Separation technology is an important cornerstone in the gentle processing of lupins, explains Nils Engelke
In 2010 – and with no particular fanfare in the media – employees of Germany’s Fraunhofer Institute founded Prolupin GmbH. It began an intriguing success story that, thanks to great innovation and strong partners, was awarded the 2014 German Zukunftspreis (Future Prize).
Partners such as Flottweg were an integral part of this story, because only the latest in separation technology solutions can make possible the processing of lupines on an industrial scale.
The greatest challenge for the scientists was to develop a process that could be used to separate the component materials of lupin seeds fully from one another. Until now, despite their many advantages, lupins were not interesting for the consumer nutrition market because bitter materials made them unpleasant to eat. Thanks to the new process, unpleasant odour and taste substances can be identified and removed.
To ensure the sustainable economic success of lupin fractionation, the target yield for all fractions of the seed is over 90%. But how can ‘sensorily neutral’ proteins be obtained from lupins?
First, the grains are shelled and rolled for form extremely thin flakes. Oil is then extracted from the flakes using supercritical CO2. At a pressure of over 74 bar and temperatures greater than 31°C, CO2 takes on liquid-like properties. The majority of the oils and their accompanying materials dissolve in it. The de-oiled flakes are mashed in stirring tanks, then taken to a Flottweg Decanter. The decanter separates the fibre from the proteins. The liquid phase contains bitter compounds, carbohydrates, sugar and other soluble flavouring materials. The liquid phase is currently not used, and is therefore discarded in the wastewater.
The solid phase, however, is pumped into another thank. There, its pH value is increased to render the proteins soluble. From there, the mash is put into another Flottweg Decanter. The centrifuge separates insoluble fibres from the solid phase out of the mixture. These are later used in the animal fodder industry.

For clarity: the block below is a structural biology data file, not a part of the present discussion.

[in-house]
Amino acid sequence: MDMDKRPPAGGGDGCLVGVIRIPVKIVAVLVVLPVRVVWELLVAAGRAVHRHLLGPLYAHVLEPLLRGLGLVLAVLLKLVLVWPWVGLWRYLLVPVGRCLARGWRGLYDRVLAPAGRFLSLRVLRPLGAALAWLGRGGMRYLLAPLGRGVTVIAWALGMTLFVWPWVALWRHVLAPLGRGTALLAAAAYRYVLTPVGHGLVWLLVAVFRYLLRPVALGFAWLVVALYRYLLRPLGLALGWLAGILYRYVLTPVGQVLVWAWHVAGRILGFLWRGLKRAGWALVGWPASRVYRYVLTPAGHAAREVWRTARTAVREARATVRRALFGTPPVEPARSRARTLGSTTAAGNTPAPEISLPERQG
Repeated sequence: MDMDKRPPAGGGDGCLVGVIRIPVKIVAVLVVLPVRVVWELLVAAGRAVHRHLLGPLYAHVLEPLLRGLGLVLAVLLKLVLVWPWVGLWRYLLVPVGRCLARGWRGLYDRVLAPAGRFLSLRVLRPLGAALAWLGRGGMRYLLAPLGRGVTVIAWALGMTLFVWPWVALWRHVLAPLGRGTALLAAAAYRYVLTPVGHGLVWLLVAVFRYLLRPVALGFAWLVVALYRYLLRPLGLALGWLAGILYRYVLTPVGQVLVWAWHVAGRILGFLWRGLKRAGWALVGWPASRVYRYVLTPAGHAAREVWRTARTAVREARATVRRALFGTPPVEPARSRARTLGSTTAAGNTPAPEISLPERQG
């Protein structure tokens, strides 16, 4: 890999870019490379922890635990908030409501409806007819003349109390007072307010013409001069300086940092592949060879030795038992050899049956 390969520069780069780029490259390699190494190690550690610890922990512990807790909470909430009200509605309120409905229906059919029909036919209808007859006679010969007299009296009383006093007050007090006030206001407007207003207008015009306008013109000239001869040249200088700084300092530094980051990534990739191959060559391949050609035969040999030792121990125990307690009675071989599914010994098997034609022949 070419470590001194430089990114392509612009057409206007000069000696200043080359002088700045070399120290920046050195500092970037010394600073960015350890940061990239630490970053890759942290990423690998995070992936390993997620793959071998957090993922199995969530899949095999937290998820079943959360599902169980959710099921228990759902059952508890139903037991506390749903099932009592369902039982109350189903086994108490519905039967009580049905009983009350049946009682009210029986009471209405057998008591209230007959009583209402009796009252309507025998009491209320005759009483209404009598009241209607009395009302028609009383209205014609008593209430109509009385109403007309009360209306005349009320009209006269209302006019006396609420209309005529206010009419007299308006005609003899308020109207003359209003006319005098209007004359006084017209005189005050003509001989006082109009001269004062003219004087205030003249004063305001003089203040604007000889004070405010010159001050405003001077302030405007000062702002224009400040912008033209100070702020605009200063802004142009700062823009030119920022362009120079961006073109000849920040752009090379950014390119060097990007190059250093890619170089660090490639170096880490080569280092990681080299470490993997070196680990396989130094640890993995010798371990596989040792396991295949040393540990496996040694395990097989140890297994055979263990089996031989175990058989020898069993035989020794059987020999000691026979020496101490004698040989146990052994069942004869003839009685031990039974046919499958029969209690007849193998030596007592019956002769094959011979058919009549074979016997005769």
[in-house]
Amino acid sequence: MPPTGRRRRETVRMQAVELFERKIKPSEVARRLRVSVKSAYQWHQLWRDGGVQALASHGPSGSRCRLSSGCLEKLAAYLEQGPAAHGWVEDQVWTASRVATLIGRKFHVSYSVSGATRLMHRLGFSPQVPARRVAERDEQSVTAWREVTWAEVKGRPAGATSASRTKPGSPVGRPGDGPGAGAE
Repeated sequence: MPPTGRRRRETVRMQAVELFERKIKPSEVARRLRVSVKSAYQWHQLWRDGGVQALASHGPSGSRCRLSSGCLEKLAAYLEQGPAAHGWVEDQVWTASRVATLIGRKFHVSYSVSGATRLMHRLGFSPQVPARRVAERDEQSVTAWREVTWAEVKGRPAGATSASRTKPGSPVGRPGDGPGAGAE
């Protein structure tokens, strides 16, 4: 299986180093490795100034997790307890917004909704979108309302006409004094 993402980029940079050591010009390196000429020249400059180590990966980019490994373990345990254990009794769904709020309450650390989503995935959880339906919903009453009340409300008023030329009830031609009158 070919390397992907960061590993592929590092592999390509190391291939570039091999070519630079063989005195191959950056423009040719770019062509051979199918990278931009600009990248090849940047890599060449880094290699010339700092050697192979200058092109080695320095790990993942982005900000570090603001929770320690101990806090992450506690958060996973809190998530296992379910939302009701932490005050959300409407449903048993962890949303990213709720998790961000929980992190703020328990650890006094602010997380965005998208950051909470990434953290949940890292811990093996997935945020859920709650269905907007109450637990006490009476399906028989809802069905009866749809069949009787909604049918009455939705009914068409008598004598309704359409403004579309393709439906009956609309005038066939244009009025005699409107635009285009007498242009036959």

The clear phase is place into a final tank and acidified. Since the remaining dry substance is only a small volume, the proteins can be easily separated using a Flottweg Sedicanter. "We decided on the Sedicanter because it combines the advantages of a disk stack centrifuges with those of a decanter. Thanks to its high speed, this machine gets outstanding separation results while simultaneously processing large quantities of solids," says Marc Zillmann, head of Production and Product Development at Prolupin GmbH.
In summary, the processing of lupines is a challenge for people and machines alike. Until a few years ago, it was impossible to use the lupin plant efficiently for the production of food. In particular the separation of bitter materials and fibre at an industrial scale represented a great challenge. With the great spirit of innovation of Prolupin GmbH and the latest separation technology from Flottweg, it is now possible to use lupins economically as a food additive.
For more information, visit www.engineerlive.com/epe
Nils Engelke is with Flottweg.